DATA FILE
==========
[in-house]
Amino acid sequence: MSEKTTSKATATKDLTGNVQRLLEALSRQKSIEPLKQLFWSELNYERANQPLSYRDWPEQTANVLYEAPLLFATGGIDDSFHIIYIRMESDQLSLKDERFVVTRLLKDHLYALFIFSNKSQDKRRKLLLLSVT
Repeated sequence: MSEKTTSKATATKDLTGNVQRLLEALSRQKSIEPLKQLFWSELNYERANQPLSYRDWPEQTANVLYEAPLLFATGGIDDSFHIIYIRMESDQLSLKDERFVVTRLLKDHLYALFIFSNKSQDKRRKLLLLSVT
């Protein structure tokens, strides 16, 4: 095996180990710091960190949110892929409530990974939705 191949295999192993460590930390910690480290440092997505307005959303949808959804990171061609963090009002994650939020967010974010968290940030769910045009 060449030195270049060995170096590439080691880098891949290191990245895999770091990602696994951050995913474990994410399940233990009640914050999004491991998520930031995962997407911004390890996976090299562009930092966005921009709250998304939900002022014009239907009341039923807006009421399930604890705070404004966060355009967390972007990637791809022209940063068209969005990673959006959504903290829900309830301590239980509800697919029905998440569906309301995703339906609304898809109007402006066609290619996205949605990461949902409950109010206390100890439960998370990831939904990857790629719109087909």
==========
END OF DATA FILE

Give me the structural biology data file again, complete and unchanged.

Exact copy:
[in-house]
Amino acid sequence: MSEKTTSKATATKDLTGNVQRLLEALSRQKSIEPLKQLFWSELNYERANQPLSYRDWPEQTANVLYEAPLLFATGGIDDSFHIIYIRMESDQLSLKDERFVVTRLLKDHLYALFIFSNKSQDKRRKLLLLSVT
Repeated sequence: MSEKTTSKATATKDLTGNVQRLLEALSRQKSIEPLKQLFWSELNYERANQPLSYRDWPEQTANVLYEAPLLFATGGIDDSFHIIYIRMESDQLSLKDERFVVTRLLKDHLYALFIFSNKSQDKRRKLLLLSVT
């Protein structure tokens, strides 16, 4: 095996180990710091960190949110892929409530990974939705 191949295999192993460590930390910690480290440092997505307005959303949808959804990171061609963090009002994650939020967010974010968290940030769910045009 060449030195270049060995170096590439080691880098891949290191990245895999770091990602696994951050995913474990994410399940233990009640914050999004491991998520930031995962997407911004390890996976090299562009930092966005921009709250998304939900002022014009239907009341039923807006009421399930604890705070404004966060355009967390972007990637791809022209940063068209969005990673959006959504903290829900309830301590239980509800697919029905998440569906309301995703339906609304898809109007402006066609290619996205949605990461949902409950109010206390100890439960998370990831939904990857790629719109087909």